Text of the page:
K-12 Best Practice: Frozen, Fresh or Canned?
Mar 8, 2019
Popeye nailed it in 1929 when he started telling generations of kids to eat their spinach if they wanted to be strong!
We now know even more about the value of fruits and vegetables in children's diets—not just vitamins and minerals, but fiber and antioxidants. Starting a life-long habit of eating fruits and vegetables in childhood leads to healthy eating as adults.
So, in school foodservice, serving plenty of vegetables is a given. You want high quality to preserve those vitamins and minerals while staying on budget and avoiding waste. What works for you and your students? Fresh? Canned? Frozen?
The three big questions for school foodservice are:
Which fit you operationally?
Which give you the best value and keep your budget on track?
Which are the kids going to like and actually eat?
Fresh: Delivers the most nutritional value… or does it?
Most of us think that fresh can deliver the most nutrition and value. But fresh isn't always that fresh! Fresh vegetables are picked, wait several days for transit, make it to a warehouse where there may be a few more days, then into your facility, for several more days before serving. Nutrition and flavor definitely get lost in this delay, along with some inevitable spoilage.1
Still, two-thirds of parents, in a 2017 study commissioned by the USDA indicated that they preferred fresh over canned, frozen or dried vegetables.2 And fresh is more expensive than frozen or canned, simply because of the immediacy and storage needs of fresh produce.
To reduce your costs for fresh, check into the USDA/DoD Fresh program.3 Using the web-based Fresh Fruit and Vegetable Order Receipt System (FFAVORS), schools can use entitlement money to purchase fresh produce from a weekly updated online catalog. Produce can be local or from all over the United States.
Is your school district participating in the Farm to School program? The Farm to School Census tells us that 42% of school districts participate! 4 This USDA program includes grant monies to support local farms and facilitates schools' ability to source produce locally.
Not sure how to start? Vermont Feed has developed a complete guide to getting started. >> Download the Guide for Farm to School Community Action Planning.
Thinking about a school garden? These gardens are great for teaching about the science of food, sustainability, and giving children pride in a shared accomplishment. But they also require lots of logistics and cooperation between teachers, administrators, parents and can really use local master gardener volunteers. You're likely to get some useable produce, but limited in variety and seasonality, of course. The USDA Food and Nutrition Service School Gardening web pages offer lots of information and tips on considerations and how to get started. 5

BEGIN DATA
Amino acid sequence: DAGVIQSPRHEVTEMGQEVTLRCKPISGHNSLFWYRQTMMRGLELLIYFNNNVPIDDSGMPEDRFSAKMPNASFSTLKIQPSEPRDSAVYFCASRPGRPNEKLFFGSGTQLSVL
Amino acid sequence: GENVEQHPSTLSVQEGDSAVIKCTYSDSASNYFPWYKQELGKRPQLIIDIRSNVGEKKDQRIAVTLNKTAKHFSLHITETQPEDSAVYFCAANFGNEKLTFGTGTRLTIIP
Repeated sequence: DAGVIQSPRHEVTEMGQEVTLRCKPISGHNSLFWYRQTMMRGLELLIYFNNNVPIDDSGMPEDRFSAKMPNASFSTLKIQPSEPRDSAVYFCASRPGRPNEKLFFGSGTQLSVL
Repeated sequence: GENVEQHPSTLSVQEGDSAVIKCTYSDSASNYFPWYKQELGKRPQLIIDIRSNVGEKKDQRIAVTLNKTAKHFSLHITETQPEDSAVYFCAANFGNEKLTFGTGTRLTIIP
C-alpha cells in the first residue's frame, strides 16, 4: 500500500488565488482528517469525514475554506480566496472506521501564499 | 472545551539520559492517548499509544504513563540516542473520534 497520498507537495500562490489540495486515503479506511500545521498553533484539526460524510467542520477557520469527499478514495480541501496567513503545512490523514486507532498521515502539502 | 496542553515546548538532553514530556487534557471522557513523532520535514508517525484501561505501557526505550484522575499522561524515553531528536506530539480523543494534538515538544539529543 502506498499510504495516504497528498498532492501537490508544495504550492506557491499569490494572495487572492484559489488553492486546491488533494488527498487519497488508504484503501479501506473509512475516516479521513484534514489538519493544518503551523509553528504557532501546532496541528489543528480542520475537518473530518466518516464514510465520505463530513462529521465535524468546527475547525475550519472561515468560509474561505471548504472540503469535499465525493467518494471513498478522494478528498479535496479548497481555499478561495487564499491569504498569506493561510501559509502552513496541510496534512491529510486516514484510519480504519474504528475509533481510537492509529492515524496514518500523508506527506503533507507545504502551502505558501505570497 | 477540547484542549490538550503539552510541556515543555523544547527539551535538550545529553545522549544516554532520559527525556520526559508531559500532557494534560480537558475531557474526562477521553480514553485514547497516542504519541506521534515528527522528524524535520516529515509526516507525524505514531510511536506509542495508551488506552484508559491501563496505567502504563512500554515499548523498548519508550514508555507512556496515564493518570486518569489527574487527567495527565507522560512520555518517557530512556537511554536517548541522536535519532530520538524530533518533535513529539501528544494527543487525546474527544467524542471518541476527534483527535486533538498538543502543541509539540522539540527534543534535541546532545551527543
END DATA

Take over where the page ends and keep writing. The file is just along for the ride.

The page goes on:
Sure, fresh produce is great! But it isn't necessarily the most economical nor the most nutritious. Other drawback to consider include:
Fresh is labor-intensive with plenty of cleaning, trimming, chopping and cutting
Fresh variety is limited by the growing seasons
Fresh is often harvested prior to peak ripeness to extend shelf life, reducing its taste, texture and appeal
Fresh produce significant waste due to trimming and unusable items, as well as spoilage
Frozen: Saving nutrients, saving prep time, reducing waste
Frozen, on the other hand, is harvested closer to peak ripeness, prepped and frozen quickly after harvest. Nutrition, taste and economy are preserved.
Serving any avocados these days? Simplot has done an analysis of fresh versus our chilled/frozen avocados, and the results may be surprising. Using fresh avocados means a loss of 45% between the pit, the peel, loss of moisture and spoilage. And about 12 minutes of labor time for every three pounds of avocados.
Frozen vegetables give you:
Flexibility to use only what is needed, preserving extra for another day
Great taste and texture
Budgeting you can count on
Canned: Shelf stable, but limited in taste, texture, color
Like frozen, canned vegetables are usually harvested at peak of ripeness, but are further processed than frozen.Blanching, use of salt, water or syrup (to retard spoilage) and other additives mean less fresh tasting. Few canned vegetables (corn and beets are the exceptions) retain their original appetizing color.The extra weight from canning material and packing liquid can also mean a higher cost for the final usable product.The biggest advantage to using canned is that canned is highly shelf stable and requires no refrigeration. But then, there is the issues of recycling the packaging.
The best options for your vegetable sourcing
Some items just don't work any way but fresh! Salad makings, lettuce and tomato for sandwiches, vegetable sticks as snacks. Fresh is great, and you may be able to incorporate innovative programs from the USDA to order fresh fruits and veggies, saving on your budget, serving colorful and appetizing meals and providing the kind of nutrition your students need.
But frozen is great too. Simplot's frozen vegetables are harvested at peak ripeness and processed shortly after harvest, locking in nutrition, texture and color. And frozen products are available year round, with no seasonality issues, keeping your menus popping with color, freshness and variety.
1 Livestrong.com, Fresh Versus Frozen Produce: Which is Healthier? https://www.livestrong.com/article/71064-fresh-versus-frozen-produce-which-healthier/
2 2017 Fresh Fruit and Vegetable Program The Evidence is Clear: Fresh Works https://www.unitedfresh.org/content/uploads/2014/07/FFVP-One-Pager-2017.pdf
3 United States Department of Agriculture Department of Defense Fresh Fruit and Vegetable Program https://www.fns.usda.gov/fdd/usda-dod-fresh-fruit-and-vegetable-program
4 2015 Farm to School Census https://farmtoschoolcensus.fns.usda.gov/
5 USDA Food and Nutrition Service School Gardening https://www.fns.usda.gov/school-gardening